Be it your opinion or not, school lunches supply students with hot meals each day of school.
Within Chartwells and Sodexo, Two of the most prominent brands in Hong Kong’s catering for schools business – anywhere between 26,000 to 4,000 meals are offered per day to pupils. Both caterers are tasked to work with more than 40 of Hong Kong’s schools, both international and local, both secondary and primary.
However, with this quantity comes responsibility, and that includes making sure that students receive healthy, sustainable meals as well as minimizing the impact of food on the environment.
The issue was placed under the microscope in April when it was revealed that the Sustainable School Food Summit – hosted by the food sustainability firm Grassroots Initiatives, The Alliance for Sustainable Schools, as well as Chinese International School students – identified sustainability issues that arise from school meals.
Sodexo and Chartwells, Two of Hong Kong’s most renowned catering firms, offer between 26,000 daily meals to students in schools.
Kin Food Hall Kin Food Hall is a restaurant court located in Hong Kong’s Quarry Bay area, which a focuses on sustainability. It is a food service provider that has taken on this mission. In August, Kin announced a collaboration together with Chinese International School to provide students with nutritious, sustainable food during the next school year.
The menu, according to Kin, is based on farming cycles and utilizes ingredients sourced from sustainable sources. The company aims to offer students the option of choosing their meals from a range of choices and to establish a habit of making healthier choices.
Kin joined forces in partnership with Chinese International School to start serving school lunches beginning the school year 2023-2024.
“Food is medicine,” Grassroots Initiatives founder Peggy Chan declares. “Food is the thing that heals, and food is the fuel we use through the entire day. If we feed our children empty calories, they’re unlikely to be able to master their studies very well.”
Chan’s consulting firm has worked with caterers such as Maxim’s, Sodexo, and Chartwells to increase the sustainability and nutritional quality of school meals.
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But sustainability isn’t as easy in cities, according to Adrian Copeland, general manager and director of the territory for Sodexo Hong Kong.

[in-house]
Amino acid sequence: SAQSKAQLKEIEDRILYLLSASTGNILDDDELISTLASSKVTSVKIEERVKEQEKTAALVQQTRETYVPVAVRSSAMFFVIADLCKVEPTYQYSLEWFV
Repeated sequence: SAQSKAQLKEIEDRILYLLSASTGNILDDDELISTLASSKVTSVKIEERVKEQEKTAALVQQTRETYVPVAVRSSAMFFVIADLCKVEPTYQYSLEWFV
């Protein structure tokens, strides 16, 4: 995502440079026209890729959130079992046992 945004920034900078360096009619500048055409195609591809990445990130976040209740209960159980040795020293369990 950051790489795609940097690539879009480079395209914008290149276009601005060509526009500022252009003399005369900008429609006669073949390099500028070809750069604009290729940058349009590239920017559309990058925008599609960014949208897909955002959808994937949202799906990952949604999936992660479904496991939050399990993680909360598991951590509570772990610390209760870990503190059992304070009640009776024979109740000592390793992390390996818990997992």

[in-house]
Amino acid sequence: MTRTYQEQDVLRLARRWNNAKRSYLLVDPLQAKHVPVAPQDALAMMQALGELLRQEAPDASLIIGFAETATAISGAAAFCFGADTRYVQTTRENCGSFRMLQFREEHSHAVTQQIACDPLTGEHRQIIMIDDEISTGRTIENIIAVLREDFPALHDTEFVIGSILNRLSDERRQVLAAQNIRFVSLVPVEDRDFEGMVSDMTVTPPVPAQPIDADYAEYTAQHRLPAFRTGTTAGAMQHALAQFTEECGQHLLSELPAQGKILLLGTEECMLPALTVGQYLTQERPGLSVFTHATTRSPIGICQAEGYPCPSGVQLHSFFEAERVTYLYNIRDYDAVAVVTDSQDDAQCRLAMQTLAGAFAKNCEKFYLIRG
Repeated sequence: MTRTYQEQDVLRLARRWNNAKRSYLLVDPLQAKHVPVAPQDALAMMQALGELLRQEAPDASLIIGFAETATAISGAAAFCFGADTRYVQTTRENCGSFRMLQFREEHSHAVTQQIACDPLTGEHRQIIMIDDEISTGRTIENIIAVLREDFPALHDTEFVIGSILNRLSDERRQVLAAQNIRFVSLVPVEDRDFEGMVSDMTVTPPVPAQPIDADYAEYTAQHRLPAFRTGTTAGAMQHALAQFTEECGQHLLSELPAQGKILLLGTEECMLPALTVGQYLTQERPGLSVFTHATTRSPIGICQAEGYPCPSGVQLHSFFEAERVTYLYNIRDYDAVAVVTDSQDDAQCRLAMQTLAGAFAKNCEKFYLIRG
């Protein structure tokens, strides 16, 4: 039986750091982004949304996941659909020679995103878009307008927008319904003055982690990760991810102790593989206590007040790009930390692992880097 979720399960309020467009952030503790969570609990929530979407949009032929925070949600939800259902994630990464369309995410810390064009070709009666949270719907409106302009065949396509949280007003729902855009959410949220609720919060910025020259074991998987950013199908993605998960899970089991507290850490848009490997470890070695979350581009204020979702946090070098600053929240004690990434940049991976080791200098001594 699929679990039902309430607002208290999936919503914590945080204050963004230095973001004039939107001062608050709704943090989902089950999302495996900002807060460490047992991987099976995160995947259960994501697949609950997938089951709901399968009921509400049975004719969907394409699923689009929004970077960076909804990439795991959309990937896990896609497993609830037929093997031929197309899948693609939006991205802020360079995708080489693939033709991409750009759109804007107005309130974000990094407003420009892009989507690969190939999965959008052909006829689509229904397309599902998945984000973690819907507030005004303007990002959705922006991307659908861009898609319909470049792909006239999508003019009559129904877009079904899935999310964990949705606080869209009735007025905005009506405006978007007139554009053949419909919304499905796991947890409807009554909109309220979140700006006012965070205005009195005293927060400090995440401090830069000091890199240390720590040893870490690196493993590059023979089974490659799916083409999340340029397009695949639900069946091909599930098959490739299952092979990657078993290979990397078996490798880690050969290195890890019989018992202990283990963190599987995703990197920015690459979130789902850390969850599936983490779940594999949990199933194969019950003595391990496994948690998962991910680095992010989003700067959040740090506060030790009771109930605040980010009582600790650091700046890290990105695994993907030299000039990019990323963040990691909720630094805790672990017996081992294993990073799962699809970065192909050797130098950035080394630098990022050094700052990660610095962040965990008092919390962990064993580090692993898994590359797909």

“Hong Kong is a bit of an anomaly because it’s never going to be self-sufficient,” Copeland declares. “We have some great farms up in the north, but we have a very short growing season from November to April.”
So, up to 90% of the ingredients used by Sodexo are imported, contingent on the time of year.
The majority of the negative environmental impact is due to choosing foods that don’t cause deforestation and do not depend on chemical fertilizers such as herbicides, pesticides, or GMOs
Grassroots Initiatives founder Peggy Chan
Chartwells has a similar tale, with 90 percent of its ingredients coming from overseas, according to Gigi Lau, the head of sustainability and marketing of Compass Group, under which the company is operated.
“We try to minimise our carbon footprint by sourcing within the APAC region,” Lau states. “For example, vegetables come from China, chicken from Thailand and fish from Vietnam.”
However, it’s the method by which the food is produced and not the distance it is transported that will have the most effect on the sustainability of the product.
“Up to 80 per cent of carbon emissions occur at the farm,” Chan claims. “Transportation is less than 10% of the total value chain. The bulk of the environmental impact comes from choosing foods that don’t cause deforestation, and doesn’t rely on chemicals for fertilisers, pesticides, herbicides, and GMOs (genetically modified organisms).”